Only some of them. The vast majority joined this organization for money. There are volunteers from all over the world. Recruiting takes place in internet. Some of them managed to come back home, were sentenced and told about their experience.



#55 aus

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Posted 2 weeks ago

Elena I agree that even if Islamic State is defeated military there will be still b supporters In the west I think most recruits joined as an adventure and as a protest against their society. Young people have been doing this for years. I do not think it is just the money and when it runs out they will  still be rebels.



#56 mmoghand

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Posted 2 days ago

News from the front.

 

West Bank side of Mosul is getting pounded from Iraqi Army artillery and aerial bombings. DAESH blew up the Mosul Hotel, trying to get into the action. DAESH have to know by now that they're doomed.

 

Food, water, fuel -- fergeddaboudit.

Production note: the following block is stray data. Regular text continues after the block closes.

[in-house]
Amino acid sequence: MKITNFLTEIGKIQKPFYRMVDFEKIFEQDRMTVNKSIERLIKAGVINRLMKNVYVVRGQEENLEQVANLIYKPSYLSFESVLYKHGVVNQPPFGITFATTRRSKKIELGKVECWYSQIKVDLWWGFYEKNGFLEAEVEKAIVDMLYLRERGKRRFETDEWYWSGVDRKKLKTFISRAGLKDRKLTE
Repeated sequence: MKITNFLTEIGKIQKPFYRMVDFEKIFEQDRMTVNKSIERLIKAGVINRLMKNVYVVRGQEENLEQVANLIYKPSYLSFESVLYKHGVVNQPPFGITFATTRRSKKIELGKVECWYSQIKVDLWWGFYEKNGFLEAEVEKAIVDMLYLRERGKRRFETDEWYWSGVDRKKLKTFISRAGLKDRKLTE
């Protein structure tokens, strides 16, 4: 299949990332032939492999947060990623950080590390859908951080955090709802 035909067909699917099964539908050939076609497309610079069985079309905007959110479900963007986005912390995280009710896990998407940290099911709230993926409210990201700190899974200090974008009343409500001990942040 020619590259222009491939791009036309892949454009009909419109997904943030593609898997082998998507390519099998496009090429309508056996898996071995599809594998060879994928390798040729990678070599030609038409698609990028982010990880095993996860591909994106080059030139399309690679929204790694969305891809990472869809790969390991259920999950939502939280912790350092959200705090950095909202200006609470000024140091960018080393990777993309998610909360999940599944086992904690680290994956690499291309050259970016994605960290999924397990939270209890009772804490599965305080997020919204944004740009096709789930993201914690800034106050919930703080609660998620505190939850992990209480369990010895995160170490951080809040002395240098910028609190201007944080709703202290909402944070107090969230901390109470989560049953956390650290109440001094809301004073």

There's a claim that 350,000 children remain in this West Bank area. That's from Save The Children, which has no one inside the city. If the ratio of published guess to actuals is like Aleppo, that's maybe 35,000 real children.

 

People have been heading out of Mosul steadily for a couple years.

 

DAESH is running out of willing mercenaries. Not paying them is part of it. Rape and pillage only go so far. As for IA and Peshmerga, the one is getting paid 100% and the other has prospects of taking over enormous tracts of land as refugees have left with little hope of return if they're gone for more than a year.

 

Nasty little war. Big for Iraq, to be sure. Big for MENA in recent decades. On the world scale this is a fight for at most a couple hundred thousands all together. Hell for the residents.



#57 aus

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Posted A day ago

The attack on Westenr Mosul has started. In several months Is will be defeated there. But how the victors behave will decide if there is another war.





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Also tagged with one or more of these keywords: syria, iraq, qassem suleimani, isis, daesh, muslim brotherhood, nusrah, jihadis, aleppo, mosul, raqqa, popular mobilization forces, hezbollah, quds force, udhr